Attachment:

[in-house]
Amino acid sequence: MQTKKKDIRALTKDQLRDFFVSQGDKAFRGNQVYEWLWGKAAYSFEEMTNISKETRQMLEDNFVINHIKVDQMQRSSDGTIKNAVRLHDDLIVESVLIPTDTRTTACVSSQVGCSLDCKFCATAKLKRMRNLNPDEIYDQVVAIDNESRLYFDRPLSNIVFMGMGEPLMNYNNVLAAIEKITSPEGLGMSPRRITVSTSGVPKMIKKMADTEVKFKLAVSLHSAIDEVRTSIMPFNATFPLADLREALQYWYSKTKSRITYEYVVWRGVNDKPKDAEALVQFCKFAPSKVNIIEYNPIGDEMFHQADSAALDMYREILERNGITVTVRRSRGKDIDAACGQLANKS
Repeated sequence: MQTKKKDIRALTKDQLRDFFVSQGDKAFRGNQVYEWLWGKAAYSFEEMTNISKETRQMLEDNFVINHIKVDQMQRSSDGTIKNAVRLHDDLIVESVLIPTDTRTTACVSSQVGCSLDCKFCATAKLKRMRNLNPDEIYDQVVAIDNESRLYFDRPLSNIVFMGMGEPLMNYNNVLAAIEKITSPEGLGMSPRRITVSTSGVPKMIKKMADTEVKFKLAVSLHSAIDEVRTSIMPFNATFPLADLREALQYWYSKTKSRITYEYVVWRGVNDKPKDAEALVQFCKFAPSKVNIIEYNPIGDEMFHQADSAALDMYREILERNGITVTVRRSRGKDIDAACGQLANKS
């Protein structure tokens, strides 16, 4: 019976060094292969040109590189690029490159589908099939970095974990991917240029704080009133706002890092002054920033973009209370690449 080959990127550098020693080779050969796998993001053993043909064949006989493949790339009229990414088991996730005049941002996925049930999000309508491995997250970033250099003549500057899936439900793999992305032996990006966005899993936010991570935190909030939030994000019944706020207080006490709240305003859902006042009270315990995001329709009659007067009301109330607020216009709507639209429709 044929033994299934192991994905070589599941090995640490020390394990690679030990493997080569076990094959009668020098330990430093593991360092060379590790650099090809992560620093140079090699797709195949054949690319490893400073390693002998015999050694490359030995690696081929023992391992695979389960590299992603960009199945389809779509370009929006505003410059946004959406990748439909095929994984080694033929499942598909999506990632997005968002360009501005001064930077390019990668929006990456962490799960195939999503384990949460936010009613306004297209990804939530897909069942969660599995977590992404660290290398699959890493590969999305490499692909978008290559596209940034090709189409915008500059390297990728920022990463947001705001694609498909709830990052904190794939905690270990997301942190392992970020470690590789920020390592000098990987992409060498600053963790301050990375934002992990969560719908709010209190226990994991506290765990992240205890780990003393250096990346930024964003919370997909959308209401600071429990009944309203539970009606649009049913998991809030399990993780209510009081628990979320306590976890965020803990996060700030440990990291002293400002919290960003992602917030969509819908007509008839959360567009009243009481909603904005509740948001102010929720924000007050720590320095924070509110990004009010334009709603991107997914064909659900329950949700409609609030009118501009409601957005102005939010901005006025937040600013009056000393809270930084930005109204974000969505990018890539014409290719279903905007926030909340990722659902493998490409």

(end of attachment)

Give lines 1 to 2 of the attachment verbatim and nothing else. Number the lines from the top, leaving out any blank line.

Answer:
[in-house]
Amino acid sequence: MQTKKKDIRALTKDQLRDFFVSQGDKAFRGNQVYEWLWGKAAYSFEEMTNISKETRQMLEDNFVINHIKVDQMQRSSDGTIKNAVRLHDDLIVESVLIPTDTRTTACVSSQVGCSLDCKFCATAKLKRMRNLNPDEIYDQVVAIDNESRLYFDRPLSNIVFMGMGEPLMNYNNVLAAIEKITSPEGLGMSPRRITVSTSGVPKMIKKMADTEVKFKLAVSLHSAIDEVRTSIMPFNATFPLADLREALQYWYSKTKSRITYEYVVWRGVNDKPKDAEALVQFCKFAPSKVNIIEYNPIGDEMFHQADSAALDMYREILERNGITVTVRRSRGKDIDAACGQLANKS